DAVIDSON TOWNSHIP, SULLIVAN COUNTY (WBRE/WYOU) — From a sealed and ventilated box Tuesday morning, a rare American Bittern burst free into the wetlands area of Splash Dam Pond in state game lands. The bird, considered part of the heron family, is back in the wild for the first time in seven weeks. “To be able to take an injured bird like this and get it back out into the habitat where it belongs is just a great experience,” said PA Game Commission Wildlife Conservation Officer Bill Williams.
This American Bittern had suffered a wounded wing and needed rehab at the Carbon County Environmental Center. It was brought there in late March after a Bloomsburg man discovered it in his yard. Now sufficiently healed, the rare, large bird with the long legs and neck earned its freedom. It also drew a small crowd of Pennsylvania Game Commission officials and family members. “It’s exciting. I have my binoculars and I have, you know, my camera. It’s just so really neat to see it,” said Ricketts Glen State Park Ranger Sarah Linn.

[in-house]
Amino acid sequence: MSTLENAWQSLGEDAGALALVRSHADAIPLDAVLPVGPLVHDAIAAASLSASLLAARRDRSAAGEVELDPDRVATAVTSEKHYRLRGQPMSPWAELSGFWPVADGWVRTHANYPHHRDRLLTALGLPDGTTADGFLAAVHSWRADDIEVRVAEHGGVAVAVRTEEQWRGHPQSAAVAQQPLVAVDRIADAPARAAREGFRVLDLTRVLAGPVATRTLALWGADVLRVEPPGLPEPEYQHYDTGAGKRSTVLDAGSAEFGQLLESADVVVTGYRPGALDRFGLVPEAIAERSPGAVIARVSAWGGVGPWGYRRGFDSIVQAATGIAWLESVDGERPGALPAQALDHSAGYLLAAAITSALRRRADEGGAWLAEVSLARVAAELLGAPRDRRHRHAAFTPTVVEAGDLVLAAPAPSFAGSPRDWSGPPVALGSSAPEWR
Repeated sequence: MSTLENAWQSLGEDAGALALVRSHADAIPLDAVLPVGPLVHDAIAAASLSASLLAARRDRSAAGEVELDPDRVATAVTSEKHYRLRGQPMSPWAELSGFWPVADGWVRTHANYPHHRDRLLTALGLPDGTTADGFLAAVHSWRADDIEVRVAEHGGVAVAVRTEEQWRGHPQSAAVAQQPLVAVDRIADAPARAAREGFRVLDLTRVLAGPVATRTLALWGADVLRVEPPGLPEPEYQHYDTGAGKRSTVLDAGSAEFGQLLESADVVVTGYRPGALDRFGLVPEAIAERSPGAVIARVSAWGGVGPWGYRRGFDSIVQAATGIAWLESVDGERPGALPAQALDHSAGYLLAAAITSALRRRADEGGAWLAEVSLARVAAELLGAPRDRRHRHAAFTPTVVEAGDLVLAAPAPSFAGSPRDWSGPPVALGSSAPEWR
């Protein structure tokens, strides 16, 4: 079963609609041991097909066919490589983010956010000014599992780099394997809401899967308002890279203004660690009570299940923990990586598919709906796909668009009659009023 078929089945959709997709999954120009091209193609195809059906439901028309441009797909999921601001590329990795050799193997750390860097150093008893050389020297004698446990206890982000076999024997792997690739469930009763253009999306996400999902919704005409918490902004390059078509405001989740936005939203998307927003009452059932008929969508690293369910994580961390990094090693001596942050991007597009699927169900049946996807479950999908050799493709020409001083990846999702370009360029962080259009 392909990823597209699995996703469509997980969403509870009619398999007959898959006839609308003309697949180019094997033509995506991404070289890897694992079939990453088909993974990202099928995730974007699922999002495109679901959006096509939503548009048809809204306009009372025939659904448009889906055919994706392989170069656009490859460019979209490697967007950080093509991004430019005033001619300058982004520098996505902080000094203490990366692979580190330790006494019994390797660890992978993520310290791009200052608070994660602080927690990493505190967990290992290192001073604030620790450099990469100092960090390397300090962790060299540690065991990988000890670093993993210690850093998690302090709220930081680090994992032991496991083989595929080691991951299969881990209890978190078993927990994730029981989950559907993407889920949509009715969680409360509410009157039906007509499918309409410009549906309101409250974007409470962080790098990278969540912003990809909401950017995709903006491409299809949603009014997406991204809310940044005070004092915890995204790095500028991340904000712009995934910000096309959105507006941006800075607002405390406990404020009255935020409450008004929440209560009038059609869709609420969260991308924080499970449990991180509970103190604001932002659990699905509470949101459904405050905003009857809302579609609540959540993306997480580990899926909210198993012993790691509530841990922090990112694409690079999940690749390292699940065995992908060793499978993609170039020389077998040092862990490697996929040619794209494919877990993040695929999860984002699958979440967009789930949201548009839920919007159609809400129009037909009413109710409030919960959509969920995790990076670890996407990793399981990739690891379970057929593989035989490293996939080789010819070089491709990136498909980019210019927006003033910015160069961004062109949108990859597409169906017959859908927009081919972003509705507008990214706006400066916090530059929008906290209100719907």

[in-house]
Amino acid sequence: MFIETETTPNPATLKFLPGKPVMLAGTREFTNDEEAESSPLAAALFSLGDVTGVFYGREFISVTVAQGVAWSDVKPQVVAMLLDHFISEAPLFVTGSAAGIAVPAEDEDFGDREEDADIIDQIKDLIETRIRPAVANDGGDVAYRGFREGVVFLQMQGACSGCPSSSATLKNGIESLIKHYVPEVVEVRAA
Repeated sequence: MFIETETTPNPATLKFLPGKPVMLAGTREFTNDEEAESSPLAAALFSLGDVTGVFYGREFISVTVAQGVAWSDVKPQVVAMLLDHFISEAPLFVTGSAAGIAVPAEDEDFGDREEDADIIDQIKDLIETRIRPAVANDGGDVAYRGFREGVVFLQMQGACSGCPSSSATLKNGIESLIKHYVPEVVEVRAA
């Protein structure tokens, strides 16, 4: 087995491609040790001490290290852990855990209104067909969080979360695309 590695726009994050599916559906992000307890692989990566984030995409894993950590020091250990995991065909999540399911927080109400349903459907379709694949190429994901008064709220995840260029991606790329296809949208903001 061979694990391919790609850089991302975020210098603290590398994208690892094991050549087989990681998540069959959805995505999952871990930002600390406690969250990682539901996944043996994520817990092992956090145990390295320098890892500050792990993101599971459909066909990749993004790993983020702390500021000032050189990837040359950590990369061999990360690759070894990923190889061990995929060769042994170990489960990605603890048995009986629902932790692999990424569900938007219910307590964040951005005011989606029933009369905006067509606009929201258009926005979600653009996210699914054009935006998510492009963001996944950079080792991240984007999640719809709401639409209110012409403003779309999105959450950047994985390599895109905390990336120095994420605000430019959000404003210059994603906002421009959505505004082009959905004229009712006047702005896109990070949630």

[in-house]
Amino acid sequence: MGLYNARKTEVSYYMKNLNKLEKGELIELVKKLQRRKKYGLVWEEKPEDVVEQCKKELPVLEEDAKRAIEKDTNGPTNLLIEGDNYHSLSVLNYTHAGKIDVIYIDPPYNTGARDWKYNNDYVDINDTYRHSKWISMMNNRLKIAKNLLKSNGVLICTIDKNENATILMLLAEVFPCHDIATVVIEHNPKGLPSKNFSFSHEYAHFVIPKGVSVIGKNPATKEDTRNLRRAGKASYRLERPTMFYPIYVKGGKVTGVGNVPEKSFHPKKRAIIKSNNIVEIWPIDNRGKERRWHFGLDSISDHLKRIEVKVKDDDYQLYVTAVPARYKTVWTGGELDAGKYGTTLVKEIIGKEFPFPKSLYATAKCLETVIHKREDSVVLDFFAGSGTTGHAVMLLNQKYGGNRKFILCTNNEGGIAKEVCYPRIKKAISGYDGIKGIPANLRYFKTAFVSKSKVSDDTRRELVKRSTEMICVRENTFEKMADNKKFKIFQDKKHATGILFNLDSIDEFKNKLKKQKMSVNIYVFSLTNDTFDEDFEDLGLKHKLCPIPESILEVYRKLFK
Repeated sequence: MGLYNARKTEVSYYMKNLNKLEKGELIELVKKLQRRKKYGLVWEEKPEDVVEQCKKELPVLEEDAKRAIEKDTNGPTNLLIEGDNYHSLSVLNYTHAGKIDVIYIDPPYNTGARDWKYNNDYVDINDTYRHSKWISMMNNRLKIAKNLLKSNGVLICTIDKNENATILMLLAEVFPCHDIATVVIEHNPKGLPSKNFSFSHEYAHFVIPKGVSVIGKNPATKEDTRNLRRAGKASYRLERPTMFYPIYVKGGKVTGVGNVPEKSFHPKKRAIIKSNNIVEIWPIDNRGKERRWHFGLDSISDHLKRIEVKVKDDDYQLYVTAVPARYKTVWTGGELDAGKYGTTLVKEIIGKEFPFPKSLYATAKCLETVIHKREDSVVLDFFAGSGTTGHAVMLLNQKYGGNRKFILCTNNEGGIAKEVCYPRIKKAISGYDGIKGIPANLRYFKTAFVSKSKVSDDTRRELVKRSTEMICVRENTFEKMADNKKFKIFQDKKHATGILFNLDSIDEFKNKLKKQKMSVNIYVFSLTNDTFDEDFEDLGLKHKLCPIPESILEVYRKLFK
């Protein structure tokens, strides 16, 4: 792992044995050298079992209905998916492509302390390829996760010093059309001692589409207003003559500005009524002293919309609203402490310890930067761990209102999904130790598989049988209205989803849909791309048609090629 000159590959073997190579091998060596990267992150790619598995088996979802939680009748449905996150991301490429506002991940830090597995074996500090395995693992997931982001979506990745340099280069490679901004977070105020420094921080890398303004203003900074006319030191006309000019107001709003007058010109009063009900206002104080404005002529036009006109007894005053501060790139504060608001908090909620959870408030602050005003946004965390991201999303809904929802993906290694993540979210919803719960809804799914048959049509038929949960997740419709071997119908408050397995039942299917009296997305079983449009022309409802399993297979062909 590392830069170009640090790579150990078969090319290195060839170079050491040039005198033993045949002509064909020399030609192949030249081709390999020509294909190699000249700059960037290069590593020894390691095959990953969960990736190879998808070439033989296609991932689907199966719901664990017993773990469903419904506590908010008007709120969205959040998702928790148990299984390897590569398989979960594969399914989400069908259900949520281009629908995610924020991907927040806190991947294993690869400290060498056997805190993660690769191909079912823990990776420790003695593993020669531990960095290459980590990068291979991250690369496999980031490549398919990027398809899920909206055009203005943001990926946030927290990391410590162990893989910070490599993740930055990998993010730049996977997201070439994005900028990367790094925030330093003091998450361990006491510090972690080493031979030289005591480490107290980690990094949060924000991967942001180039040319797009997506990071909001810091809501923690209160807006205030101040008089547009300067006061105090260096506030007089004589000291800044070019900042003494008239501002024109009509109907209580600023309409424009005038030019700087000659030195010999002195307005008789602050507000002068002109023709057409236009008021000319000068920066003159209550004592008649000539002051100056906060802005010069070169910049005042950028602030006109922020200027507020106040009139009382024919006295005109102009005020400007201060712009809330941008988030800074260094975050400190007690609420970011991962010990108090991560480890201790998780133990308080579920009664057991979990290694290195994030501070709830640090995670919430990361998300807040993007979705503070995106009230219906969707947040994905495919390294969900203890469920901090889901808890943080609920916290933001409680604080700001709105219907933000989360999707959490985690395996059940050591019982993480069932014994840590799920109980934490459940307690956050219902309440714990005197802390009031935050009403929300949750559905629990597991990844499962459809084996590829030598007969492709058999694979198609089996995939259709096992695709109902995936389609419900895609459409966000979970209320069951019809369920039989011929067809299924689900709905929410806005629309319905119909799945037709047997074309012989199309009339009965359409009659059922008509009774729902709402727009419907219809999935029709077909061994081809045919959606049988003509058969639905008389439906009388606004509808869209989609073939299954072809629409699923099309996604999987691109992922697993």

The bird that’s part of an endangered species in Pennsylvania made its way into the grassy marsh where it was difficult to detect. “It was very camouflaged so it started walking out and it just completely blended right in with the grasses and the weeds,” said Ms. Linn.
With the rehabilitated rare bird somewhere now in the thicket, it’s less a case of flight to freedom and more just getting its feet wet. Doug Gross who is the PA Game Commission Supervisor of the non-game endangered bird section said, “This is a place that he can just walk around for a while without having being forced to fly so it can fly when it chooses to.” It will feed on such things as fish, frogs and insects making this survival story significant. “Because Bitterns are so rare, every Bittern counts,” said Ofc. Williams.
The Pennsylvania Game Commission believes there are less than 20 American Bitterns statewide.